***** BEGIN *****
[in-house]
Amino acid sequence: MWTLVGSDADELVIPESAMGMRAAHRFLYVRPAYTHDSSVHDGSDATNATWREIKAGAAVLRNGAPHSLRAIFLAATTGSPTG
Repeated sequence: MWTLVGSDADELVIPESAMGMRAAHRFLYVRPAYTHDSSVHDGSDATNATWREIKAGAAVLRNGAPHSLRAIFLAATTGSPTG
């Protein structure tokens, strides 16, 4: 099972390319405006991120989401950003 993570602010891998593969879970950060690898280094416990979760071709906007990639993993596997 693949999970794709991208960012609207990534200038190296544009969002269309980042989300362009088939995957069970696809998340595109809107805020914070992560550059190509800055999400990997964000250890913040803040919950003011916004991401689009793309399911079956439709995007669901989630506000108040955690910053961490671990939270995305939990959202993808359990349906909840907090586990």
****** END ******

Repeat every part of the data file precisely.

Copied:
[in-house]
Amino acid sequence: MWTLVGSDADELVIPESAMGMRAAHRFLYVRPAYTHDSSVHDGSDATNATWREIKAGAAVLRNGAPHSLRAIFLAATTGSPTG
Repeated sequence: MWTLVGSDADELVIPESAMGMRAAHRFLYVRPAYTHDSSVHDGSDATNATWREIKAGAAVLRNGAPHSLRAIFLAATTGSPTG
């Protein structure tokens, strides 16, 4: 099972390319405006991120989401950003 993570602010891998593969879970950060690898280094416990979760071709906007990639993993596997 693949999970794709991208960012609207990534200038190296544009969002269309980042989300362009088939995957069970696809998340595109809107805020914070992560550059190509800055999400990997964000250890913040803040919950003011916004991401689009793309399911079956439709995007669901989630506000108040955690910053961490671990939270995305939990959202993808359990349906909840907090586990």